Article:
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Gerald Carpenter: UCSB’s Week-Long 12th Primavera Festival Is ‘Textual, Tactile, Astoundingly New’

UC Santa Barbara carillonist Margo Halsted will ring in the opening of the university’s 2014 “Primavera” Festival at 7:45 a.m. Monday with a concert of three works by UCSB composers Emma Lou Diemer, Alexis Crawshaw and Halsted herself.

The unique annual festival was established in 2003 “to highlight the work of UCSB faculty, staff and students in the performing, visual and media arts.” As Jeremy Haladyna has pointed out, Primavera was originally designed on the model of an acoustic musical festival, but each one, like a crystal, has always kept several edges growing toward whatever creative ideal is sacred to the heart of the individual participant, be it acoustic, electronic, multimedia, dramatic, graphic or any other creative medium. No two of the festivals are alike, no one of them is ever boring. This year’s Primavera runs through Saturday.

The festival continues at 8 p.m. Tuesday with a concert in Lotte Lehmann Concert Hall called “Text Me” by UCSB’s Ensemble for Contemporary Music (ECM), under the direction of Haladyna. As the somewhat tongue-in-cheek title suggests, the theme of the concert is the written word, especially poetry, and the program features new, text-based works by Leslie A. Hogan and Cristina Lord. Hogan’s Suite for the Senses distills her pianistic responses to poems of Californian David Shaddock (read by Jeff Mills of the UCSB Department of Theater and Dance), while Lord’s Songs of American Women (world premiere) are settings of poems by Emily Dickinson, Louise Bogan, Sylvia Plath and others, with the composer at the piano and mezzo-soprano Alice Chung will perform, with the composer at the keyboard.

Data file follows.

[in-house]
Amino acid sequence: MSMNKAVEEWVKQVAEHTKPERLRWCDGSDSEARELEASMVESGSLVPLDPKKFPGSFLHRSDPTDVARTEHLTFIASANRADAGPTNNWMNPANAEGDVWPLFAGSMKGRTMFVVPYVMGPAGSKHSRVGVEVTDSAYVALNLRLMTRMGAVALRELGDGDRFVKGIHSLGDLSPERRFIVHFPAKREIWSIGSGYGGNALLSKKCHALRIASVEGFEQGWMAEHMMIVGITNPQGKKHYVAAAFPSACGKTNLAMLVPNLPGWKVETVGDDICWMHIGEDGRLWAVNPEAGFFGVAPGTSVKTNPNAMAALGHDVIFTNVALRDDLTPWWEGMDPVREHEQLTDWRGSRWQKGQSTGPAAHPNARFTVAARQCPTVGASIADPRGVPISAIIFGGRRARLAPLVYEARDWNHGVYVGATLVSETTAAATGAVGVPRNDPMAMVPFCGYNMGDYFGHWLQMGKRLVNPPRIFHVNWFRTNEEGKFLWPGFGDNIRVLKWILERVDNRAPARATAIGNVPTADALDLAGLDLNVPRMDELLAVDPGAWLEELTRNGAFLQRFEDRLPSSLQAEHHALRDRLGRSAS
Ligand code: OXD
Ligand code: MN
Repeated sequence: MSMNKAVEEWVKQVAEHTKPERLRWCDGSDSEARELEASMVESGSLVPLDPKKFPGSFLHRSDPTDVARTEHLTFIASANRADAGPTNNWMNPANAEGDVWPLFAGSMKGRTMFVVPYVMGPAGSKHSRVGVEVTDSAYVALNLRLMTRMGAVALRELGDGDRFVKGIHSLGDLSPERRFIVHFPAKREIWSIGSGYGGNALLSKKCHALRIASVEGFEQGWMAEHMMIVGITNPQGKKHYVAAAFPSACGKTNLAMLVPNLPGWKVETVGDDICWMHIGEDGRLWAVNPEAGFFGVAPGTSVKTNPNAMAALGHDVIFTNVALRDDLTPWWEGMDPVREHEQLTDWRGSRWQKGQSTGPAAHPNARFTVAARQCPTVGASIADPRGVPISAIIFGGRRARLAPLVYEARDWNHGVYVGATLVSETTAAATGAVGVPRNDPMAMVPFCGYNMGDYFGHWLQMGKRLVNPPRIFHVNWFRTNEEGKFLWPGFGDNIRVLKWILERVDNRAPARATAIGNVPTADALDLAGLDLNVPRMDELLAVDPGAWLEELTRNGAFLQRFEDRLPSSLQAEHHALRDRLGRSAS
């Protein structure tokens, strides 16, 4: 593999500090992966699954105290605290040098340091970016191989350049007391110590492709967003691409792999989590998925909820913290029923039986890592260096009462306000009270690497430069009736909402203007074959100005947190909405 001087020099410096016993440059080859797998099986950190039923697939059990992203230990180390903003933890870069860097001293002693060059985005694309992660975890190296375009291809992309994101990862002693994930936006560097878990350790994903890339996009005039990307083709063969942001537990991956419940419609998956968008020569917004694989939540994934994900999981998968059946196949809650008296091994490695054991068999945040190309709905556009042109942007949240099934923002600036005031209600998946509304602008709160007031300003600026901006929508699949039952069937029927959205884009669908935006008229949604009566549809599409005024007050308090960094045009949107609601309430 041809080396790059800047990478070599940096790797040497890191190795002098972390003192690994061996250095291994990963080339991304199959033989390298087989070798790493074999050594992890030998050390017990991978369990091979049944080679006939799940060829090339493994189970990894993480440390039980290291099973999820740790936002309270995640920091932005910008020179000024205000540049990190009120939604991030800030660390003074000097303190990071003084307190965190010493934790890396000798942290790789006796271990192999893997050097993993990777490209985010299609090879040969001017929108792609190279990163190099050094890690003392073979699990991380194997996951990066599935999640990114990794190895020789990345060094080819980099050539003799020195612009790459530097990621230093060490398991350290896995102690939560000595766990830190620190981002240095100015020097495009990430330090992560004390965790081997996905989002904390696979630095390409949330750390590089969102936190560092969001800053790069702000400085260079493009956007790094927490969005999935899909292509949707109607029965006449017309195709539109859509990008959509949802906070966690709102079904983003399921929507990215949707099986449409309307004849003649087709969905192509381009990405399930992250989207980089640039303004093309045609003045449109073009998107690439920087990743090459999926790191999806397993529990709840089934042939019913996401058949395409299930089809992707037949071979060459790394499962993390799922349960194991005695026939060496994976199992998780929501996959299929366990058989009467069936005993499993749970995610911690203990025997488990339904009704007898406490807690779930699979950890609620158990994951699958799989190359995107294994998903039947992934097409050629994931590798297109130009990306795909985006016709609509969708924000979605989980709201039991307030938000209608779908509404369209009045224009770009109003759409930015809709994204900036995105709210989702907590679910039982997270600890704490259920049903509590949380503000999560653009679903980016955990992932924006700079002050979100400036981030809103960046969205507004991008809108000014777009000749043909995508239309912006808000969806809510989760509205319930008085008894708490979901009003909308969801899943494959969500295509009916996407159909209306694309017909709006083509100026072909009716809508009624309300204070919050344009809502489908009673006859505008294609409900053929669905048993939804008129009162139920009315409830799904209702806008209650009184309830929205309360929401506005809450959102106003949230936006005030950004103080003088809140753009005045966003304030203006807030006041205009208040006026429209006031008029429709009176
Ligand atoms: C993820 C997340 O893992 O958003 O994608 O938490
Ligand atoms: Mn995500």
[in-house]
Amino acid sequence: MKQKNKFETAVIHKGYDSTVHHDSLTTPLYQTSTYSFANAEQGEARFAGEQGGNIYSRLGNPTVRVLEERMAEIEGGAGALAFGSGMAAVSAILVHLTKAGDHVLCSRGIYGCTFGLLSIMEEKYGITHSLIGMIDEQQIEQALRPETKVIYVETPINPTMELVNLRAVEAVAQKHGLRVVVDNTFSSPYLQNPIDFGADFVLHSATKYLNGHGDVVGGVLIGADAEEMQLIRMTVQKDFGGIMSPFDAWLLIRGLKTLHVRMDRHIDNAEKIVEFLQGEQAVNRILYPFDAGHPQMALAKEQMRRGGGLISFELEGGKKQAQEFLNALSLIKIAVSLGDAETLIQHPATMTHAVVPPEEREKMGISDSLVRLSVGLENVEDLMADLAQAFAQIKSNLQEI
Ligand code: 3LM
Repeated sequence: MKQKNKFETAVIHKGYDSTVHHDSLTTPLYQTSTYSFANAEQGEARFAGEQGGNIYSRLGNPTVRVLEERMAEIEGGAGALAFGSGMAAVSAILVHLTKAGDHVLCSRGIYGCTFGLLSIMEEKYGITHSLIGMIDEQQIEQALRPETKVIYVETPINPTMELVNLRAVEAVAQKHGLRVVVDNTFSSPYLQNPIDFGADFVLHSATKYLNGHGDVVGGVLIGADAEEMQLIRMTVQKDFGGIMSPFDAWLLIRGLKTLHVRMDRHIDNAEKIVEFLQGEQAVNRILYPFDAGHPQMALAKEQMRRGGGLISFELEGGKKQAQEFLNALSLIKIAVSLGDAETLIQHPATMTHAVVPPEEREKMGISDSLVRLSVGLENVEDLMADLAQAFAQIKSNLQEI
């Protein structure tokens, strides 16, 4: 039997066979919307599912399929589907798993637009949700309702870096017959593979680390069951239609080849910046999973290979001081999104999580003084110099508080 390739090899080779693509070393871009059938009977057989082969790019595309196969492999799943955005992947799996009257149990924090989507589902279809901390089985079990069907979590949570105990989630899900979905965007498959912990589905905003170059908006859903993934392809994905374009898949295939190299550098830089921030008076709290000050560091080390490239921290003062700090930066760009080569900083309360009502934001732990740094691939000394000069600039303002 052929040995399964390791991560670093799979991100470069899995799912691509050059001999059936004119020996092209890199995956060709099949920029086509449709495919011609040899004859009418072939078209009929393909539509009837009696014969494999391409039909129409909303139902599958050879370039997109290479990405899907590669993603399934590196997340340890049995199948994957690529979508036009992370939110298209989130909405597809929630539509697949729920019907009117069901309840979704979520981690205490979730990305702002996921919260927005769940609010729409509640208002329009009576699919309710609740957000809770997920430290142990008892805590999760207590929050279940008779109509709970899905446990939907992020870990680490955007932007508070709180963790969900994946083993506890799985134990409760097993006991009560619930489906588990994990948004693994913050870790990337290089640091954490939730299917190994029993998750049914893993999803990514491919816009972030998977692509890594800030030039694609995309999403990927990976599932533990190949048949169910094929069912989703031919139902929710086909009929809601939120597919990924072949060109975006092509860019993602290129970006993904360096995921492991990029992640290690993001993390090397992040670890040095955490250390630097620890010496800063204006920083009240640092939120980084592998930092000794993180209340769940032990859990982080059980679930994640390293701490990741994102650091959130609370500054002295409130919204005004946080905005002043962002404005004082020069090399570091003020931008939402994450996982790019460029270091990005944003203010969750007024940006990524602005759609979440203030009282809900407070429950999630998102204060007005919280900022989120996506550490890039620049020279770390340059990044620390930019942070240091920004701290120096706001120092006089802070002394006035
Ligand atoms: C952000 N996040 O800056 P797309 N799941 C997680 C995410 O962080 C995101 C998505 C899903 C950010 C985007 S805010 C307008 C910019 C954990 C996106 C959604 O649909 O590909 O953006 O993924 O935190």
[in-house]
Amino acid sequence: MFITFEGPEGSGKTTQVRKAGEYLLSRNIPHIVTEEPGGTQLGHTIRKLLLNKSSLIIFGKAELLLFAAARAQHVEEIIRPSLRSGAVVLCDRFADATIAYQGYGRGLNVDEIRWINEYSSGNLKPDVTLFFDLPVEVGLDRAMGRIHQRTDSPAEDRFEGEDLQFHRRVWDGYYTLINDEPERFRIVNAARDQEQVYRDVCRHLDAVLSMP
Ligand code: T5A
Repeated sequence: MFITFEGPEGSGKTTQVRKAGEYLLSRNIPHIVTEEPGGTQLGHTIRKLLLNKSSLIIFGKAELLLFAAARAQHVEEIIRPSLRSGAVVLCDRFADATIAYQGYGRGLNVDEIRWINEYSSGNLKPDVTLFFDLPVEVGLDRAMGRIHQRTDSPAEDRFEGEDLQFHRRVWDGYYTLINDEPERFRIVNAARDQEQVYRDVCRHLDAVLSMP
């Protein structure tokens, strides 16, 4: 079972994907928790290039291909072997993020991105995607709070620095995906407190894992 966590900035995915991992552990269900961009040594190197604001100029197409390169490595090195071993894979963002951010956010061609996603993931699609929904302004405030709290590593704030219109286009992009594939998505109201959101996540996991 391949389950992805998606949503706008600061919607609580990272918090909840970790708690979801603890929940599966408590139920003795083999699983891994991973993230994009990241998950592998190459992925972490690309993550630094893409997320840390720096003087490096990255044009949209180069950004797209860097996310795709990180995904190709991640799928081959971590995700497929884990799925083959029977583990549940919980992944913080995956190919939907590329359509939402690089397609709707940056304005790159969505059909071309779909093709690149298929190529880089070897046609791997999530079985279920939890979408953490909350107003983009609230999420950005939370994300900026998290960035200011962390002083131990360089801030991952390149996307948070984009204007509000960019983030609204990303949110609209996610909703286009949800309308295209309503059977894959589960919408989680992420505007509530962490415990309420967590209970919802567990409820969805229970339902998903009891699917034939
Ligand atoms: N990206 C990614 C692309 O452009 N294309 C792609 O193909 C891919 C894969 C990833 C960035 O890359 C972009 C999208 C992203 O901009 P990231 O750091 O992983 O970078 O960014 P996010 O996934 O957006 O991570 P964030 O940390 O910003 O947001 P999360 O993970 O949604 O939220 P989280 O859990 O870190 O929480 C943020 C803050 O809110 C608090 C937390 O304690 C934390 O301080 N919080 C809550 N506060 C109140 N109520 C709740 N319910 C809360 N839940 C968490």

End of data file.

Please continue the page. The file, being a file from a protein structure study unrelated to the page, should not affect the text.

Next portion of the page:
The program also includes Diemer’s powerful Psalms for Organ and Percussion, selections from Peter Racine Fricker’s Diversions for Solo Piano, Opus 95, and the provocatively titled Gooseberry Pie for Liszt and Me by Haladyna. Tickets are $10 general admission, $5 students, and are available at the door.

 The remaining events, as described by their creators, are as follows:

Creations 2014 by the Center for Research in Electronic Arts Technology (CREATE)

8 p.m. Wednesday, Lotte Lehmann Hall (Free)